Based upon the study of paleosols (fossilised soils) the climate is thought to have been sub-tropical with distinct wet- and dry-seasons (Van Itterbeeck et al. 2004), the analysis of Carbon isotopes indicate "dry woodland" conditions (Bojar et al., 2005), and oxygen isotope analysis suggests a mean annual temperature of about 20-25 °C. The rainfall estimates differ whether they are based upon the types of plant fossils found and the type of palaeosol present. The palaeosols indicate that the climate was charactorised by having seasonal precipitation of less than 1000 mm/year, with greater evapotranspiration than precipitation and a fluctuating watertable (Therrien, 2005). This differs significantly from the estimates based upon the fossil plants where mean rainfall is given as 1300-2500 mm/year (Pop and Petrescu, 1983). This difference may be explained by the ability of tropical plants to live in warm, monsoonal climates if they have access to sufficient water during the dry seasons to satisfy their metabolic needs, and so the palaeobotanical value was perhaps an overestimate (Therrien, 2005).
Not suprisingly the first to suggest that the rock assemblages of modern Haţeg represented a prehistoric island was the famous Franz Nopcsa (1914), however he based his argument that because the dinosaur fossls he had found were small then they must have undergone island dwarfing and so had to have lived on an island. Indeed it was not until the late 20th century that geological evidence was found to support the idea that Haţeg had been an island.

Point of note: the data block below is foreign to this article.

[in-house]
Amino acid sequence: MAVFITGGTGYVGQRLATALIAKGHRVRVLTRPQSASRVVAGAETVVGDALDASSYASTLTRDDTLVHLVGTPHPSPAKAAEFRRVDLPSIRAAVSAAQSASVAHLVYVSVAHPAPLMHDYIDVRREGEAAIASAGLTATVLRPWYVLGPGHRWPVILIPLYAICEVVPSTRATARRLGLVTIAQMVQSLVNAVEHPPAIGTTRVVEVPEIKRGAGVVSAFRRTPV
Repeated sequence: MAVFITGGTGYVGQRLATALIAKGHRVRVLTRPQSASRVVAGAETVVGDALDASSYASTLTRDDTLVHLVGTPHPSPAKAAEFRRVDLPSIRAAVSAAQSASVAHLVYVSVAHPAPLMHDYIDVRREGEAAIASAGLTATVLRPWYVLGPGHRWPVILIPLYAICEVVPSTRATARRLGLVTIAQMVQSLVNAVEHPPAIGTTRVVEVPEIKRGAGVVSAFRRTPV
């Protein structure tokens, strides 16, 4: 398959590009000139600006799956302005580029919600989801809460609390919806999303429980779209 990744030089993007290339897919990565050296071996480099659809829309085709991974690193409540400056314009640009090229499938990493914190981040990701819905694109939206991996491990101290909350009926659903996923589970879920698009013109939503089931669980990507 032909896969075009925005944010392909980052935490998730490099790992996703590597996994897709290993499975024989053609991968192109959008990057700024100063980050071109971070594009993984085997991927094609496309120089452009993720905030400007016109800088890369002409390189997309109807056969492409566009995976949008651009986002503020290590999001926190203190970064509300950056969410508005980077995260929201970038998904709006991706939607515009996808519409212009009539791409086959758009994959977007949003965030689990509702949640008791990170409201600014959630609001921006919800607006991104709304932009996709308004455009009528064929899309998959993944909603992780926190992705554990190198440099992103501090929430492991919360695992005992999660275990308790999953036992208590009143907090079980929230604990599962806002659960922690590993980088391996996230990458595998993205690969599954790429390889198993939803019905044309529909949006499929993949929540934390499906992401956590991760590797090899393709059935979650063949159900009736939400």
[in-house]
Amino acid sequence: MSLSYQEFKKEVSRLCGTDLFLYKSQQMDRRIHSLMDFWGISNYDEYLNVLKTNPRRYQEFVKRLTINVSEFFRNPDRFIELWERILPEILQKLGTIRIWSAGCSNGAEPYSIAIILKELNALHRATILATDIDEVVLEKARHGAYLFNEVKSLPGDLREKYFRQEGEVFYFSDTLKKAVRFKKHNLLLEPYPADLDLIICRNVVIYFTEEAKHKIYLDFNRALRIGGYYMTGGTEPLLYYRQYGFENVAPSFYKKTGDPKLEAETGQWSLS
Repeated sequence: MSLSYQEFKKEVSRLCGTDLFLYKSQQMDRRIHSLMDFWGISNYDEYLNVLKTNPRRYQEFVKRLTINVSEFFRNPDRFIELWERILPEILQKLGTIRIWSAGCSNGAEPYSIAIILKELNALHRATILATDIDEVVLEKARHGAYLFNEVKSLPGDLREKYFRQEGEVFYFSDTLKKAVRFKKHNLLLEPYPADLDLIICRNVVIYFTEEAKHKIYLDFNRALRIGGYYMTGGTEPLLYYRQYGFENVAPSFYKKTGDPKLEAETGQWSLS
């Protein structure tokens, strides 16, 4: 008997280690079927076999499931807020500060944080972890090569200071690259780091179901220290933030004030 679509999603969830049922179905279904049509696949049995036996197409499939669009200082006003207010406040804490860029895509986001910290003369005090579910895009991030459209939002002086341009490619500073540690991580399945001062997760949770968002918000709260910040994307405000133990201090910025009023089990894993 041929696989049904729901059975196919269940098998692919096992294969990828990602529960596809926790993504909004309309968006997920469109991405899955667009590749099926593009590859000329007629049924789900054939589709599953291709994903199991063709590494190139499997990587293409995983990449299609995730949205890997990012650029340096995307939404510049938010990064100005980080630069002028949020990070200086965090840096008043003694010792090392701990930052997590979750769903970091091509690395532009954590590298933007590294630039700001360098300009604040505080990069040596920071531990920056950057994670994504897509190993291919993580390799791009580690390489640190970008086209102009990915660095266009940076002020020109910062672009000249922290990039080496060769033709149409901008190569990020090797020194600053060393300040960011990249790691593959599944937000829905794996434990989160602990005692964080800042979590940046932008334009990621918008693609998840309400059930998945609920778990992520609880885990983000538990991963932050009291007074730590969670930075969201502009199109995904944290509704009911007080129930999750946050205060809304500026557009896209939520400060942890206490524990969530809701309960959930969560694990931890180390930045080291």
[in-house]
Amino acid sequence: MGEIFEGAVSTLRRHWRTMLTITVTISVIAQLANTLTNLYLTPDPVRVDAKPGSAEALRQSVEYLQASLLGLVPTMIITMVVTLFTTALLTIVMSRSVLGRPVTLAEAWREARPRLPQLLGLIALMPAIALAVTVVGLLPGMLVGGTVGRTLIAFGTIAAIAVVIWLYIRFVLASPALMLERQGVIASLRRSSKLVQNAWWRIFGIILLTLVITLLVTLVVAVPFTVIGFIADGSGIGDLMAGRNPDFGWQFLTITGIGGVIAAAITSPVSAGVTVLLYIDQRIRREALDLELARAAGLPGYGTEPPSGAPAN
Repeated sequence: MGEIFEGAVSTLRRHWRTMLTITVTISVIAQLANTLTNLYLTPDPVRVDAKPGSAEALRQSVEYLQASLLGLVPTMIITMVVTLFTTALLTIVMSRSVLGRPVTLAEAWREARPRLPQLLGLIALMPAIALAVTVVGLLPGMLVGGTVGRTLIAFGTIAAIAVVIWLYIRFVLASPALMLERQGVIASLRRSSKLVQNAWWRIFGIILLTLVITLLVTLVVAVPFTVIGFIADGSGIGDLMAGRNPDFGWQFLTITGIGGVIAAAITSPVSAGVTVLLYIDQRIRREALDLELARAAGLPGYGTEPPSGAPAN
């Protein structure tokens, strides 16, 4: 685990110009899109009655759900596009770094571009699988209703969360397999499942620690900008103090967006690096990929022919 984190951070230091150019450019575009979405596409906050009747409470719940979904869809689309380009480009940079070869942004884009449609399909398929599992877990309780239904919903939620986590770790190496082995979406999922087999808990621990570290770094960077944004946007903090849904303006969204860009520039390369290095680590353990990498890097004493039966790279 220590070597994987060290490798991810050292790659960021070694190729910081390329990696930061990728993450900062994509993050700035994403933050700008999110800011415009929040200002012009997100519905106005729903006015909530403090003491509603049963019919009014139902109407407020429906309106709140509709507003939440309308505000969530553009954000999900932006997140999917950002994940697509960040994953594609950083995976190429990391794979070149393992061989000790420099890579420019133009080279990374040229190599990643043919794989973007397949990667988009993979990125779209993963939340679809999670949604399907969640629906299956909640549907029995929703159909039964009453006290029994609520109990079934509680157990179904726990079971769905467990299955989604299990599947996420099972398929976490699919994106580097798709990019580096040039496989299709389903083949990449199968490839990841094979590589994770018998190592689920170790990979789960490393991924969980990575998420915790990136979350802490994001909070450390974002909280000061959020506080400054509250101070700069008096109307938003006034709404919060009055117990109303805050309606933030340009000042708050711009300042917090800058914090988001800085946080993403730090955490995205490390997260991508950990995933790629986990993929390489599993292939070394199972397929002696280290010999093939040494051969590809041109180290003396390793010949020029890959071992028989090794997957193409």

The size of Haţeg island has been debated for many years with estimates ranging 7500 to 200,000 square kilometers. The island of Haţeg would have been larger than just the Haţeg area today, as as well as the preserved depositional sediment there would undoubtably have been areas with no overall deposition. Thus more reliable estimates have put the size of the island at 80,000 square kilometers (Csiki 2005).
Modern reconstructions of the world during the late Cretaceous have built up a picture of a shattered archipelago of tropical islands covering much of what today is Southern Europe, with the rock formaions that made up the Haţeg site coming from an isolated island, separated from the mainland, indeed Palaeogeographic reconstructions such as that shown in figure 2 show that the Haţeg island would have been 200-300km away from the nearest sizable landmass in all directions. This isolation can be seen in marine sediment deposits surrounding the Haţeg site.